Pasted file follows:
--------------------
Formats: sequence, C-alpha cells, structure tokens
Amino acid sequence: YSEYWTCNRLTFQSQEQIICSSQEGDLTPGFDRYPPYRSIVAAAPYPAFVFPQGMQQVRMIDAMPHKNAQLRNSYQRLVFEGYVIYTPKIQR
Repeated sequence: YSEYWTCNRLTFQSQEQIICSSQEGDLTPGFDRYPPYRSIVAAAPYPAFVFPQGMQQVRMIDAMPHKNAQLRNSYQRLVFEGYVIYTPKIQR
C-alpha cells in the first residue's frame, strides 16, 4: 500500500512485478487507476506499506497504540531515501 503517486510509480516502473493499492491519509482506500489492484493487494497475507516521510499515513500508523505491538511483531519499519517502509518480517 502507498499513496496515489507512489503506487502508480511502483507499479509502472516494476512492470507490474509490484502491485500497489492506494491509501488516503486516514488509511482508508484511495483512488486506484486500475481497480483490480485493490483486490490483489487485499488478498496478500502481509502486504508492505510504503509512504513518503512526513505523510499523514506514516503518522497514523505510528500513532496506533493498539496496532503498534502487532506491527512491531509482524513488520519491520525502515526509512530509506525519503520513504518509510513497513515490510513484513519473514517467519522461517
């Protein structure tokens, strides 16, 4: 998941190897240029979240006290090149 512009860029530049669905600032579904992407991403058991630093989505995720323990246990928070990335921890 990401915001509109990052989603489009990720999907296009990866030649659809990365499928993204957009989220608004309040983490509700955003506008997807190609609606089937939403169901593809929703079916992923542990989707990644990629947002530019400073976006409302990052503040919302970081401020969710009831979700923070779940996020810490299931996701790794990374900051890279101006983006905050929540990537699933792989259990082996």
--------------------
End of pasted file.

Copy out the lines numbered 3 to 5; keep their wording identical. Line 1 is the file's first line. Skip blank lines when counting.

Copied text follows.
Repeated sequence: YSEYWTCNRLTFQSQEQIICSSQEGDLTPGFDRYPPYRSIVAAAPYPAFVFPQGMQQVRMIDAMPHKNAQLRNSYQRLVFEGYVIYTPKIQR
C-alpha cells in the first residue's frame, strides 16, 4: 500500500512485478487507476506499506497504540531515501 503517486510509480516502473493499492491519509482506500489492484493487494497475507516521510499515513500508523505491538511483531519499519517502509518480517 502507498499513496496515489507512489503506487502508480511502483507499479509502472516494476512492470507490474509490484502491485500497489492506494491509501488516503486516514488509511482508508484511495483512488486506484486500475481497480483490480485493490483486490490483489487485499488478498496478500502481509502486504508492505510504503509512504513518503512526513505523510499523514506514516503518522497514523505510528500513532496506533493498539496496532503498534502487532506491527512491531509482524513488520519491520525502515526509512530509506525519503520513504518509510513497513515490510513484513519473514517467519522461517
């Protein structure tokens, strides 16, 4: 998941190897240029979240006290090149 512009860029530049669905600032579904992407991403058991630093989505995720323990246990928070990335921890 990401915001509109990052989603489009990720999907296009990866030649659809990365499928993204957009989220608004309040983490509700955003506008997807190609609606089937939403169901593809929703079916992923542990989707990644990629947002530019400073976006409302990052503040919302970081401020969710009831979700923070779940996020810490299931996701790794990374900051890279101006983006905050929540990537699933792989259990082996």